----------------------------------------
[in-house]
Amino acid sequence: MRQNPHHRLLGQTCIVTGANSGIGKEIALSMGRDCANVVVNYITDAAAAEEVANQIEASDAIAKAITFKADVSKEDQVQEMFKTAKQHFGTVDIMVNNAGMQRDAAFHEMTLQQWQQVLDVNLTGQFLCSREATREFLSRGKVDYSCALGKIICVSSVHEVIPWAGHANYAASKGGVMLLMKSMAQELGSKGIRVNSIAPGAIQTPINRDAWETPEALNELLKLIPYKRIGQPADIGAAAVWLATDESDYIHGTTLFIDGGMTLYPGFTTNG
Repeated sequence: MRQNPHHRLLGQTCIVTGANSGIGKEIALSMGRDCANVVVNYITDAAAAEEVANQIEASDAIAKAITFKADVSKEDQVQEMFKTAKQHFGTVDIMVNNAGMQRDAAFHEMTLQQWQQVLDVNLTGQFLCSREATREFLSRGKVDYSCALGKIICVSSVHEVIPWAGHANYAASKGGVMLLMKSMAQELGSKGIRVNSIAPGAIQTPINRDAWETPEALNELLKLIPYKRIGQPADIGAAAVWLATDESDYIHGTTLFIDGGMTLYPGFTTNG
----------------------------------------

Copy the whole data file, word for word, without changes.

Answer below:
[in-house]
Amino acid sequence: MRQNPHHRLLGQTCIVTGANSGIGKEIALSMGRDCANVVVNYITDAAAAEEVANQIEASDAIAKAITFKADVSKEDQVQEMFKTAKQHFGTVDIMVNNAGMQRDAAFHEMTLQQWQQVLDVNLTGQFLCSREATREFLSRGKVDYSCALGKIICVSSVHEVIPWAGHANYAASKGGVMLLMKSMAQELGSKGIRVNSIAPGAIQTPINRDAWETPEALNELLKLIPYKRIGQPADIGAAAVWLATDESDYIHGTTLFIDGGMTLYPGFTTNG
Repeated sequence: MRQNPHHRLLGQTCIVTGANSGIGKEIALSMGRDCANVVVNYITDAAAAEEVANQIEASDAIAKAITFKADVSKEDQVQEMFKTAKQHFGTVDIMVNNAGMQRDAAFHEMTLQQWQQVLDVNLTGQFLCSREATREFLSRGKVDYSCALGKIICVSSVHEVIPWAGHANYAASKGGVMLLMKSMAQELGSKGIRVNSIAPGAIQTPINRDAWETPEALNELLKLIPYKRIGQPADIGAAAVWLATDESDYIHGTTLFIDGGMTLYPGFTTNG